Stories of Early Albuquerque

October 2021 Albuquerque Historical Society Program

Book Cover of Stories of Early AlbuquerqueOn October 17, 2021 at 2 p.m., compiler and editor, Rosemary McNerney Winkler, will present excerpts from her book, “Stories of Early Albuquerque: As Told in the Albuquerque Genealogical Society Quarterly“. The book shares the history of some of the post-1848 families who helped usher the city into the modern age. Rosemary McNerney Winkler is a member of the Albuquerque Genealogical Society and has been writing about these families for the group’s publication, the Quarterly, since 2013. The program will be live-streamed on the AHS Facebook page with a question and answer session following the presentation.

The book can be found at Page 1 Books, Treasure House Books in Old Town, Museum Store at Albuquerque Museum, and Organic Books in Nob Hill. Read “Genealogical book looks at the pioneering people who helped usher Albuquerque into the modern age” by Elaine D. Briseño in the Albuquerque Journal.

Photo of Rosemary McNerney WinklerRosemary McNerney Winkler grew up in Albuquerque, graduated from St. Pius X High School, attended UNM and worked for the City of Albuquerque. She married William Winkler and was a stay-at-home mom until finding a cause in neighborhood and education issues in the 1970s and became an “urban guerrilla” working with other neighborhoods, the City Planning Commission, and the Board of Education to improve the neighborhood and elementary school. She served on the Albuquerque Youth Symphony, PTA, neighborhood association, Citizens’ Advisory boards, and the APS Vocational Education Advisory Committee. After that, Rosemary attended CNM receiving an associate degree in accounting. She was self-employed for over 30 years until retirement.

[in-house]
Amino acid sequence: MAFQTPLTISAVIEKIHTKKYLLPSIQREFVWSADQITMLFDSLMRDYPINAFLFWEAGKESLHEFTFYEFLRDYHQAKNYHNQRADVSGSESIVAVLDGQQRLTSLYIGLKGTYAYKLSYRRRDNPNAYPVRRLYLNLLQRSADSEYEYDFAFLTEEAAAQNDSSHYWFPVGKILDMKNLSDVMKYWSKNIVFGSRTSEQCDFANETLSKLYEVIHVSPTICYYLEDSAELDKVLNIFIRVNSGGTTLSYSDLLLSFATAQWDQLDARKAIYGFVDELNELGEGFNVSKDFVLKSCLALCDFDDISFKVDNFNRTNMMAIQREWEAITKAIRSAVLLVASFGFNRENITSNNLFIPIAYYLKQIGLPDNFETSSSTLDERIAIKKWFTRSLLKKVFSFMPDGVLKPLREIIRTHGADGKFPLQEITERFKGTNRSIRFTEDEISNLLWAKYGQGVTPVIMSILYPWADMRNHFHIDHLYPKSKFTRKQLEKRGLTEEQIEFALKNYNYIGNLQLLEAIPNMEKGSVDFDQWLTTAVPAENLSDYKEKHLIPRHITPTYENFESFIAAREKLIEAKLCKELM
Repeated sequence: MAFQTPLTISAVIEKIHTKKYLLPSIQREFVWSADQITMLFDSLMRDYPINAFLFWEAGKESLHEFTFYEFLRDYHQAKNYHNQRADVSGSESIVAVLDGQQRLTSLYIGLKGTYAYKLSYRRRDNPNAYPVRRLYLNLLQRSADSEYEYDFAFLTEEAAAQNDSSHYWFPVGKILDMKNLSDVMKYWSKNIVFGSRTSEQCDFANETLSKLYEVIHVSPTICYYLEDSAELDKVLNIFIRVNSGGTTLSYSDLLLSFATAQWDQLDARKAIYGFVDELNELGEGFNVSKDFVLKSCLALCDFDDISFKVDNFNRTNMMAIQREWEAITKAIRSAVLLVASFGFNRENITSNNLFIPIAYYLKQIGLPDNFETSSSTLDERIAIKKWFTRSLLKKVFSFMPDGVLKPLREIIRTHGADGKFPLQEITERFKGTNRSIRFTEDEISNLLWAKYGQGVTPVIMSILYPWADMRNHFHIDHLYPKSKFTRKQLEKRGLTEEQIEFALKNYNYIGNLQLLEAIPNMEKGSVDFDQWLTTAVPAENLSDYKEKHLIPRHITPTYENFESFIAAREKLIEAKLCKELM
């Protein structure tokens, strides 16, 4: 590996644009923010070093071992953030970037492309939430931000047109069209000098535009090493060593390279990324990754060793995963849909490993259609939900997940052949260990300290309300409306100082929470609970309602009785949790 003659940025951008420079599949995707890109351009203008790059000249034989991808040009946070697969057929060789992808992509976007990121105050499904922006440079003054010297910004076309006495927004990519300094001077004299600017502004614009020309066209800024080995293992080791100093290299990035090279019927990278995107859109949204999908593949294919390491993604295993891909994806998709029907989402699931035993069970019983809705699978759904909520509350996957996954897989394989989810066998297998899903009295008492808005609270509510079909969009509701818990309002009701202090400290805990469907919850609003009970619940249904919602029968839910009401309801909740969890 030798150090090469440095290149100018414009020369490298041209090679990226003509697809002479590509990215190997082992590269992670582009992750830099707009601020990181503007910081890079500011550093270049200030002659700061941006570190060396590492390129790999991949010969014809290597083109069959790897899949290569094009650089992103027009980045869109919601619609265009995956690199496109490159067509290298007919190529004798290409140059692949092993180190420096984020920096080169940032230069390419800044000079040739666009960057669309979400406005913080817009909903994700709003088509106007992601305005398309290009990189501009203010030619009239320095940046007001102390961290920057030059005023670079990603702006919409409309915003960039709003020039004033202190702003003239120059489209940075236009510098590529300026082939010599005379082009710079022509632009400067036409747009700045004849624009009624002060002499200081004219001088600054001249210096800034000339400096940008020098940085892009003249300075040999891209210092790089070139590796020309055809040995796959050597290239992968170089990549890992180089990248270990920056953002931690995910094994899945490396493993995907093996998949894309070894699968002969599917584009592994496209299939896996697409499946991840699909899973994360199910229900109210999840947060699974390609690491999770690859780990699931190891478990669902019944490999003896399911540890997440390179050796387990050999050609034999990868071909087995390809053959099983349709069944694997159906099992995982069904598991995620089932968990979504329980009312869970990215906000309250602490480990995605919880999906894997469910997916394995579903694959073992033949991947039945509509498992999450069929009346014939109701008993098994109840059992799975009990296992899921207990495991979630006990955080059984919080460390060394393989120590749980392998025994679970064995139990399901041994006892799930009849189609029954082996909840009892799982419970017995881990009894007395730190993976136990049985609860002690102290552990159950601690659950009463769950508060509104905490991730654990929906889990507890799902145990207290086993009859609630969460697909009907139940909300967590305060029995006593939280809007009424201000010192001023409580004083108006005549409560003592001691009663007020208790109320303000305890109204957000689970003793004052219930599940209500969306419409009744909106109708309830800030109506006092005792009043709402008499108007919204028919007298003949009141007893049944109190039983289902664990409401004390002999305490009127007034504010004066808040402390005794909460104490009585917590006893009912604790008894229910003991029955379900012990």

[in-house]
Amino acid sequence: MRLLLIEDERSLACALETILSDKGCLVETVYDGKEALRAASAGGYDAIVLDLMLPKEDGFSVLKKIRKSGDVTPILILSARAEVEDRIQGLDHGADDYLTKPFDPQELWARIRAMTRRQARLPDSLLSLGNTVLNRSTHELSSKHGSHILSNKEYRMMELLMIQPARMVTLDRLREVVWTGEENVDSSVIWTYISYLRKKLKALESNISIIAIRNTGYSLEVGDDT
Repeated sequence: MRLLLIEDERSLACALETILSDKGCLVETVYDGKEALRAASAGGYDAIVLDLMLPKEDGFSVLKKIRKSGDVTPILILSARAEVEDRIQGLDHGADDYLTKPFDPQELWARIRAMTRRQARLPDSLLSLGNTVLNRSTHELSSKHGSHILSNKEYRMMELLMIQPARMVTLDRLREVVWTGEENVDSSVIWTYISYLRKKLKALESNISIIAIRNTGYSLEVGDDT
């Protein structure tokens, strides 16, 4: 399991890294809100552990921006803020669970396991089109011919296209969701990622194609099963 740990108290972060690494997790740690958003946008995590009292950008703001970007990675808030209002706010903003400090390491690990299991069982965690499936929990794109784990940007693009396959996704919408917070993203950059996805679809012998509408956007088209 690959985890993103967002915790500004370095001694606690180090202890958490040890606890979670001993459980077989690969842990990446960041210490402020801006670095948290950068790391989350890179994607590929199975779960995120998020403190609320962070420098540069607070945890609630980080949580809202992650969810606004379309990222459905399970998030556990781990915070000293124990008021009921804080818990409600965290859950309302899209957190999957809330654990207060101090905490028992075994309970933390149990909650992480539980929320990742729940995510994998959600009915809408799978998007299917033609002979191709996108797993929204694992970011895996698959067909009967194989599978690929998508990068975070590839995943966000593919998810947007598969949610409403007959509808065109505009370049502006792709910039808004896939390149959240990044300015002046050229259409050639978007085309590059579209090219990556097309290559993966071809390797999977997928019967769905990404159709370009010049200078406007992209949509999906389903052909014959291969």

Always interested in family history, she listened to stories and quizzed parents, grandparents, grand aunts, aunts and uncles, first, second, third, fourth cousins and siblings, always making notes. In about 1995, Rosemary joined the Albuquerque Genealogical Society. She taught a class on publishing family history at UNM Continuing Ed and volunteered at the Genealogy Center. After publishing several family histories and her dad’s military history from original documents, letters and photographs and donating them to the Library of Congress Veterans History Project, she took the editor job for the AGS Quarterly in 2013 for which she received the NM Press Women 2019 Communications Contest First Place for Publications Regularly Edited by Entrant–Newsletter. Her interest in DNA started in 2004 due to a family friend who managed the DNA labs for Family Tree DNA and became volunteer administrator for three surname projects.

The family stories in this book started as a fun project of series for the Albuquerque Genealogical Society Quarterly. It became a rewarding experience for Rosemary.

Photo of 1928 Albuquerque residents.